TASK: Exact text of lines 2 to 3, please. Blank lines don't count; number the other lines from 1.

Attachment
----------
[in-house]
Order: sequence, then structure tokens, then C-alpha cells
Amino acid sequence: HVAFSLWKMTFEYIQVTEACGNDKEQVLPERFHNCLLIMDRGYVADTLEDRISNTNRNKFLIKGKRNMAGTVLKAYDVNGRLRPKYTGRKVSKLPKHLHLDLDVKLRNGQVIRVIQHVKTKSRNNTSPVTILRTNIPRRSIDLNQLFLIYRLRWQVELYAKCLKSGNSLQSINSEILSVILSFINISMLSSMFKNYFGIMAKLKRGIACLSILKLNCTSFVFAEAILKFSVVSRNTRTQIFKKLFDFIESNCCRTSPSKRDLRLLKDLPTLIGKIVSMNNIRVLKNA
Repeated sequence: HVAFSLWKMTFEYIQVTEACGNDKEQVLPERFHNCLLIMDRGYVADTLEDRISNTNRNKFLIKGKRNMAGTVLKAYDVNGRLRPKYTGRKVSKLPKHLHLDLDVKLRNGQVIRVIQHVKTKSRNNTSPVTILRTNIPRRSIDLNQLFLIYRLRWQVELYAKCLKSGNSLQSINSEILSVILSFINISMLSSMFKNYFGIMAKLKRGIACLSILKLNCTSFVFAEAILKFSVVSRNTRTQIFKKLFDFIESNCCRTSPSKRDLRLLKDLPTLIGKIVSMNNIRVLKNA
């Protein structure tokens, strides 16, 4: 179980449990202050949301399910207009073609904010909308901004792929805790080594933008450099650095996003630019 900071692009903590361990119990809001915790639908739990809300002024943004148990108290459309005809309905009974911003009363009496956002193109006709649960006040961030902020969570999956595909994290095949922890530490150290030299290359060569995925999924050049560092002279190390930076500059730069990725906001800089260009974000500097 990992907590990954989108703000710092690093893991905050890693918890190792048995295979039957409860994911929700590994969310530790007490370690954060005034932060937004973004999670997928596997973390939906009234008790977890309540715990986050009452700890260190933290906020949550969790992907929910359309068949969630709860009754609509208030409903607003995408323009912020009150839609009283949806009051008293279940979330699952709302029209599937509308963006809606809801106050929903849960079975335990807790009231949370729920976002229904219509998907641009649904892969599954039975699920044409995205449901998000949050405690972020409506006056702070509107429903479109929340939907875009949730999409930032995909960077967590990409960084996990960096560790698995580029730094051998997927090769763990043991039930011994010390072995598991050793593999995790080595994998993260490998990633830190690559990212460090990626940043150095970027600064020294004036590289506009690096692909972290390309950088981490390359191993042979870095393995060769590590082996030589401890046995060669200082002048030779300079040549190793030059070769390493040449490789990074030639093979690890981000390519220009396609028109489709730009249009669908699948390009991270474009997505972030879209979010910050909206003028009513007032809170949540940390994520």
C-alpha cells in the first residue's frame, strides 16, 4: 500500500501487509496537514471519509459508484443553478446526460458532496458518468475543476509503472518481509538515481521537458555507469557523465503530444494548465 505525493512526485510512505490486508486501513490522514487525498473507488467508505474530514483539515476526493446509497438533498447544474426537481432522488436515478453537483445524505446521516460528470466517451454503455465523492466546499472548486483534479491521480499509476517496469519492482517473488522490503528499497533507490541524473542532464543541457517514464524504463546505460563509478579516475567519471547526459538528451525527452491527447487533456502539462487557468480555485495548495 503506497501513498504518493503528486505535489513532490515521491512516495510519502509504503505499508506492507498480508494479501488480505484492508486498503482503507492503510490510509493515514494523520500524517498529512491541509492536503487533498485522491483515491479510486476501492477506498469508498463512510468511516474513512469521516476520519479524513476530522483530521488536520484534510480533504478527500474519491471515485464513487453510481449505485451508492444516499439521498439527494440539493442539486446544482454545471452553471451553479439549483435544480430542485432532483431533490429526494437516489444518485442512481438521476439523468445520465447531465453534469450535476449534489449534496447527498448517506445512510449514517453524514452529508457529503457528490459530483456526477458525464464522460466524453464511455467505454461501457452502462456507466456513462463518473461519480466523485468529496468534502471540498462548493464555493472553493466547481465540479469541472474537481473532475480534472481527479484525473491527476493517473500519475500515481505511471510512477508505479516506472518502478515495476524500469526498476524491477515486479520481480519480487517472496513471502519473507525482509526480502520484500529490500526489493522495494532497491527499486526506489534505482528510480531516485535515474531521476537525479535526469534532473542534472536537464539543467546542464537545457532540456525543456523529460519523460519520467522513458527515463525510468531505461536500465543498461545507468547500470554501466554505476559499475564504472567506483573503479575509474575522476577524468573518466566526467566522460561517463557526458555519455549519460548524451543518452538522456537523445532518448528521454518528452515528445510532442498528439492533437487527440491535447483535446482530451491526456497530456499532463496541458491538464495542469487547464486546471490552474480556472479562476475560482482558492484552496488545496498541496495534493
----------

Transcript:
Order: sequence, then structure tokens, then C-alpha cells
Amino acid sequence: HVAFSLWKMTFEYIQVTEACGNDKEQVLPERFHNCLLIMDRGYVADTLEDRISNTNRNKFLIKGKRNMAGTVLKAYDVNGRLRPKYTGRKVSKLPKHLHLDLDVKLRNGQVIRVIQHVKTKSRNNTSPVTILRTNIPRRSIDLNQLFLIYRLRWQVELYAKCLKSGNSLQSINSEILSVILSFINISMLSSMFKNYFGIMAKLKRGIACLSILKLNCTSFVFAEAILKFSVVSRNTRTQIFKKLFDFIESNCCRTSPSKRDLRLLKDLPTLIGKIVSMNNIRVLKNA